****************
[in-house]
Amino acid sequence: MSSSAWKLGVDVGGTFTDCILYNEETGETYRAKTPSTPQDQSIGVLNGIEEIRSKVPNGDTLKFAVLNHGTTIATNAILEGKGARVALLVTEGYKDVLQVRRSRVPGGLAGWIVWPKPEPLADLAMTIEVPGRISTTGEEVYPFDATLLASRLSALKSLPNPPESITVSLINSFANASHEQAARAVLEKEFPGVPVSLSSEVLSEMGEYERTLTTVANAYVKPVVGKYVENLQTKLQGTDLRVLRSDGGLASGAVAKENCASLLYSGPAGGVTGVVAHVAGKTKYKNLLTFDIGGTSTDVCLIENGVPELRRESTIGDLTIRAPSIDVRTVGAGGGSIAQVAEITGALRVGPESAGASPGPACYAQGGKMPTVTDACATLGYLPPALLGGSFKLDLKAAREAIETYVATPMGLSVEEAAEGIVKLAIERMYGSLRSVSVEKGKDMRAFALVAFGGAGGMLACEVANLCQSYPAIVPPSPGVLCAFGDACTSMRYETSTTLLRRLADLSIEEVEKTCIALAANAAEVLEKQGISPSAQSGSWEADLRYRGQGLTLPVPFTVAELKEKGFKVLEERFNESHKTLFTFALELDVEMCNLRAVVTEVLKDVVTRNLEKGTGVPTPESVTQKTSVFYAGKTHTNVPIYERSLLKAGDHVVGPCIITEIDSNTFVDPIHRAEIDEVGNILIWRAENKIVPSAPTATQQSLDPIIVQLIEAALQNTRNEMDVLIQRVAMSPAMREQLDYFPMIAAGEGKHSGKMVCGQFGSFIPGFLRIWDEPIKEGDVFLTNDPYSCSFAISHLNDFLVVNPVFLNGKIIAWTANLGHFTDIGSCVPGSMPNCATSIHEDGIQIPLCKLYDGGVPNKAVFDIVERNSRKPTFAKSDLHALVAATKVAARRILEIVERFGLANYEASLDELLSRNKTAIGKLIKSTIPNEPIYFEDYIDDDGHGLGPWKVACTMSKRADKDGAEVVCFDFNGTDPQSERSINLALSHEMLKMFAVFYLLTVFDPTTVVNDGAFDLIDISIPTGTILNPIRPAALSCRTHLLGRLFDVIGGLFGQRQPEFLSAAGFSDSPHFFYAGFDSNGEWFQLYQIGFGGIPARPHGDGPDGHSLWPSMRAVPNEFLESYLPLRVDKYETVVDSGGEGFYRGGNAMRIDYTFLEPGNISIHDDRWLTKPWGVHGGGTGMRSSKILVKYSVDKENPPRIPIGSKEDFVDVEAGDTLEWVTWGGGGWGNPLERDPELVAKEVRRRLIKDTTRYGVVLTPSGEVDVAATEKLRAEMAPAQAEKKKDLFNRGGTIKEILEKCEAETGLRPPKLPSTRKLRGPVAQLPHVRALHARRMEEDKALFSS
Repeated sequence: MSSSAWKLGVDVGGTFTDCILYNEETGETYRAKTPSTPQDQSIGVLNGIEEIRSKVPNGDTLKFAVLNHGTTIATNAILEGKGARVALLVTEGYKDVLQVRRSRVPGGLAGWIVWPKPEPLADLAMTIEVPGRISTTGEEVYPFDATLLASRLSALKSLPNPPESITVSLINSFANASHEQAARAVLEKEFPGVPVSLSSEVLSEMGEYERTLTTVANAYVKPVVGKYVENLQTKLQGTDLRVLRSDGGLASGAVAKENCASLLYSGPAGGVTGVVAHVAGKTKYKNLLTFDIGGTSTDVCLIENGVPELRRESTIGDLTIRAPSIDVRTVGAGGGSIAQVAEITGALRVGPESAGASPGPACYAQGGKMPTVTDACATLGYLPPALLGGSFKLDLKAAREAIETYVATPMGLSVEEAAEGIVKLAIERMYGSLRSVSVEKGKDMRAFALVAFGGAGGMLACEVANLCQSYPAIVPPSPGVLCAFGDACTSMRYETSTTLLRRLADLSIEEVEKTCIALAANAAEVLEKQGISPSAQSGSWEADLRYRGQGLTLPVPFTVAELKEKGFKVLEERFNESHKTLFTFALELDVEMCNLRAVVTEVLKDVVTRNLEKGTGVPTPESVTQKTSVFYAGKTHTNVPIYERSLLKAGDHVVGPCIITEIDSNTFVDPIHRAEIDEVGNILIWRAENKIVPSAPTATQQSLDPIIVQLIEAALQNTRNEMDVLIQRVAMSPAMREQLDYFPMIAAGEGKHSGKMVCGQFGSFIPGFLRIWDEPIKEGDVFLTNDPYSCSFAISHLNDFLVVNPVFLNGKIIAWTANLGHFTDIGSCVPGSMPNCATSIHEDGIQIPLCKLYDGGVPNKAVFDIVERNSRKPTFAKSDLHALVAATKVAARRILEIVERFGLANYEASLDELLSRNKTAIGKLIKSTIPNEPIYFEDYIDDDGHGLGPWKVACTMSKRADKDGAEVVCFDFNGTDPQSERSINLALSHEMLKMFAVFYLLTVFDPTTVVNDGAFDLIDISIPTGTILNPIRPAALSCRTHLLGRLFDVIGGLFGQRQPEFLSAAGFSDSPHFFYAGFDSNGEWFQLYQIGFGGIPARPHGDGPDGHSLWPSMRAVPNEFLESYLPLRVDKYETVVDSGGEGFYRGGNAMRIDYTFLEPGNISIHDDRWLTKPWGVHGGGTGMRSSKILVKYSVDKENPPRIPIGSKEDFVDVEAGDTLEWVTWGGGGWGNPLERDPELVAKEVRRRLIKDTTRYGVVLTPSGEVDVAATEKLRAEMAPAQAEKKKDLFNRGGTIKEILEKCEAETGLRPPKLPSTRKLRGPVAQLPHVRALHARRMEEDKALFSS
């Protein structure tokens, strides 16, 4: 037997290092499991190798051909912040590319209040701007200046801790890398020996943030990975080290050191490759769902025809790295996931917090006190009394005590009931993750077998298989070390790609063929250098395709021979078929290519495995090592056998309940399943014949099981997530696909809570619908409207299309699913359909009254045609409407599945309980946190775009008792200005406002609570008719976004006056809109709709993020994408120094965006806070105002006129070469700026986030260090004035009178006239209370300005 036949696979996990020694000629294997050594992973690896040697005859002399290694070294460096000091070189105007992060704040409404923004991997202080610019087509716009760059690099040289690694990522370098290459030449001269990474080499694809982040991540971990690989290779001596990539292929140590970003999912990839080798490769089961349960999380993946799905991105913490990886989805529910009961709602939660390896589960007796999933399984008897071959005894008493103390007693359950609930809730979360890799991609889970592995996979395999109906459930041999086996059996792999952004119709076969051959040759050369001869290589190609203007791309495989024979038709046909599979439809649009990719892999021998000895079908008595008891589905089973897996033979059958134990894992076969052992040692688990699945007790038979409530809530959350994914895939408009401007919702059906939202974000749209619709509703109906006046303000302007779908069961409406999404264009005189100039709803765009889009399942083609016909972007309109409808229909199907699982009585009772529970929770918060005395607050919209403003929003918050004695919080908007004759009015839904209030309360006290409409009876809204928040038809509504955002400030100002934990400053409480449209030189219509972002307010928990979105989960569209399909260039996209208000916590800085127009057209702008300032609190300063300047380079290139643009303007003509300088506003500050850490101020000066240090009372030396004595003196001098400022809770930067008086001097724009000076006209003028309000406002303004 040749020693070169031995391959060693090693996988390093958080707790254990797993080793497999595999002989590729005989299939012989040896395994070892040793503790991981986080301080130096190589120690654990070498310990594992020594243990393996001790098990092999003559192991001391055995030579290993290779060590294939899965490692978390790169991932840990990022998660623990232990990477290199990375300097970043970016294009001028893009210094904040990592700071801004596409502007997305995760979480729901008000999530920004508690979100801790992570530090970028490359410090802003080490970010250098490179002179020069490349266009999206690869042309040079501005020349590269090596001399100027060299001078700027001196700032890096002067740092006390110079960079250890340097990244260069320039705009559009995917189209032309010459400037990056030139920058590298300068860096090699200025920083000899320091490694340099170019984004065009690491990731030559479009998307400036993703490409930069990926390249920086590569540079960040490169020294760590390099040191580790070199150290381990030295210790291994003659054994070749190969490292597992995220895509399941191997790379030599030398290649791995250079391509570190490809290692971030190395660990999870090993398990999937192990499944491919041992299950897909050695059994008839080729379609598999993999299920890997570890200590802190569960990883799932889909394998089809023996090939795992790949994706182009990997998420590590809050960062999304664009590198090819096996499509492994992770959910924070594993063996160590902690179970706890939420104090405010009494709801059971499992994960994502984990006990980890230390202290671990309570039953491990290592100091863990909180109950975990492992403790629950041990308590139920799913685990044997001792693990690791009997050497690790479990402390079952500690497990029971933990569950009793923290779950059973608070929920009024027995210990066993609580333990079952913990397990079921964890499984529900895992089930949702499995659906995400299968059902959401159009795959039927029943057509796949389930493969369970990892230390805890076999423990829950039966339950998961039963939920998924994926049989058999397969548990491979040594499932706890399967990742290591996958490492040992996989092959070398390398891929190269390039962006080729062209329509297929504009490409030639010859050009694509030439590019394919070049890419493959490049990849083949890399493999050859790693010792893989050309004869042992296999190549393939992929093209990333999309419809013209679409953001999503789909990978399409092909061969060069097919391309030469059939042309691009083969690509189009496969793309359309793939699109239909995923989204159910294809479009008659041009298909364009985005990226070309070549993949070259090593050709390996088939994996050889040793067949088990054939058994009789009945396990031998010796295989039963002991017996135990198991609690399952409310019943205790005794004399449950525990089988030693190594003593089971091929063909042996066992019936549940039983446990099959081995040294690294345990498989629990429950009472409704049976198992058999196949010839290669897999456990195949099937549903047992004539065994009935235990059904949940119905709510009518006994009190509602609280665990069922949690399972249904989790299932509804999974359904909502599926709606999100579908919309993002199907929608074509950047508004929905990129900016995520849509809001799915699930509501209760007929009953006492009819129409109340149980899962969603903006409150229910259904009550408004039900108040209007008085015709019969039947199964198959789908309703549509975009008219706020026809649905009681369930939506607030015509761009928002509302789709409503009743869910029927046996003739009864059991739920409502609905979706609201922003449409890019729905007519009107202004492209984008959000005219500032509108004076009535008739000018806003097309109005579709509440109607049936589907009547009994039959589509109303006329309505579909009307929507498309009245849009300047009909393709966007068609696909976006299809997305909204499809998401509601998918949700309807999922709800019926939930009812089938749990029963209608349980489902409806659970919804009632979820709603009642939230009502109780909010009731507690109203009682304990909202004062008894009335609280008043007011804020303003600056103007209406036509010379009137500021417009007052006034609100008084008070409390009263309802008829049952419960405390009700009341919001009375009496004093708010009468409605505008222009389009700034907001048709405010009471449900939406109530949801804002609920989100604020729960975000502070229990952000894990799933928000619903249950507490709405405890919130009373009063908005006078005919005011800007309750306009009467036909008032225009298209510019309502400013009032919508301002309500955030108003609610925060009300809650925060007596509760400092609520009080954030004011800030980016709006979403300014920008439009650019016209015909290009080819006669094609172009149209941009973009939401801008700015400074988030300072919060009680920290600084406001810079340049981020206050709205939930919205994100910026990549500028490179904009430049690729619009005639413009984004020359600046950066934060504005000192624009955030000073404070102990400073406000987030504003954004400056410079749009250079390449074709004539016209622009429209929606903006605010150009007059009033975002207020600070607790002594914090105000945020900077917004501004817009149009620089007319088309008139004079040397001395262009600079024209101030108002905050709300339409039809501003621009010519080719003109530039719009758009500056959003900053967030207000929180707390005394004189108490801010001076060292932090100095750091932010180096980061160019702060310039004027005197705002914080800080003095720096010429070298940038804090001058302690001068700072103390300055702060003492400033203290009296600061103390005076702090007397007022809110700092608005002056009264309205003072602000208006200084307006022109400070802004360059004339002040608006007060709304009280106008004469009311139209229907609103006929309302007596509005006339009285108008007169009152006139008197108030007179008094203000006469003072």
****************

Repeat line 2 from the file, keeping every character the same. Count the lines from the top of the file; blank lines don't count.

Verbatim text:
Amino acid sequence: MSSSAWKLGVDVGGTFTDCILYNEETGETYRAKTPSTPQDQSIGVLNGIEEIRSKVPNGDTLKFAVLNHGTTIATNAILEGKGARVALLVTEGYKDVLQVRRSRVPGGLAGWIVWPKPEPLADLAMTIEVPGRISTTGEEVYPFDATLLASRLSALKSLPNPPESITVSLINSFANASHEQAARAVLEKEFPGVPVSLSSEVLSEMGEYERTLTTVANAYVKPVVGKYVENLQTKLQGTDLRVLRSDGGLASGAVAKENCASLLYSGPAGGVTGVVAHVAGKTKYKNLLTFDIGGTSTDVCLIENGVPELRRESTIGDLTIRAPSIDVRTVGAGGGSIAQVAEITGALRVGPESAGASPGPACYAQGGKMPTVTDACATLGYLPPALLGGSFKLDLKAAREAIETYVATPMGLSVEEAAEGIVKLAIERMYGSLRSVSVEKGKDMRAFALVAFGGAGGMLACEVANLCQSYPAIVPPSPGVLCAFGDACTSMRYETSTTLLRRLADLSIEEVEKTCIALAANAAEVLEKQGISPSAQSGSWEADLRYRGQGLTLPVPFTVAELKEKGFKVLEERFNESHKTLFTFALELDVEMCNLRAVVTEVLKDVVTRNLEKGTGVPTPESVTQKTSVFYAGKTHTNVPIYERSLLKAGDHVVGPCIITEIDSNTFVDPIHRAEIDEVGNILIWRAENKIVPSAPTATQQSLDPIIVQLIEAALQNTRNEMDVLIQRVAMSPAMREQLDYFPMIAAGEGKHSGKMVCGQFGSFIPGFLRIWDEPIKEGDVFLTNDPYSCSFAISHLNDFLVVNPVFLNGKIIAWTANLGHFTDIGSCVPGSMPNCATSIHEDGIQIPLCKLYDGGVPNKAVFDIVERNSRKPTFAKSDLHALVAATKVAARRILEIVERFGLANYEASLDELLSRNKTAIGKLIKSTIPNEPIYFEDYIDDDGHGLGPWKVACTMSKRADKDGAEVVCFDFNGTDPQSERSINLALSHEMLKMFAVFYLLTVFDPTTVVNDGAFDLIDISIPTGTILNPIRPAALSCRTHLLGRLFDVIGGLFGQRQPEFLSAAGFSDSPHFFYAGFDSNGEWFQLYQIGFGGIPARPHGDGPDGHSLWPSMRAVPNEFLESYLPLRVDKYETVVDSGGEGFYRGGNAMRIDYTFLEPGNISIHDDRWLTKPWGVHGGGTGMRSSKILVKYSVDKENPPRIPIGSKEDFVDVEAGDTLEWVTWGGGGWGNPLERDPELVAKEVRRRLIKDTTRYGVVLTPSGEVDVAATEKLRAEMAPAQAEKKKDLFNRGGTIKEILEKCEAETGLRPPKLPSTRKLRGPVAQLPHVRALHARRMEEDKALFSS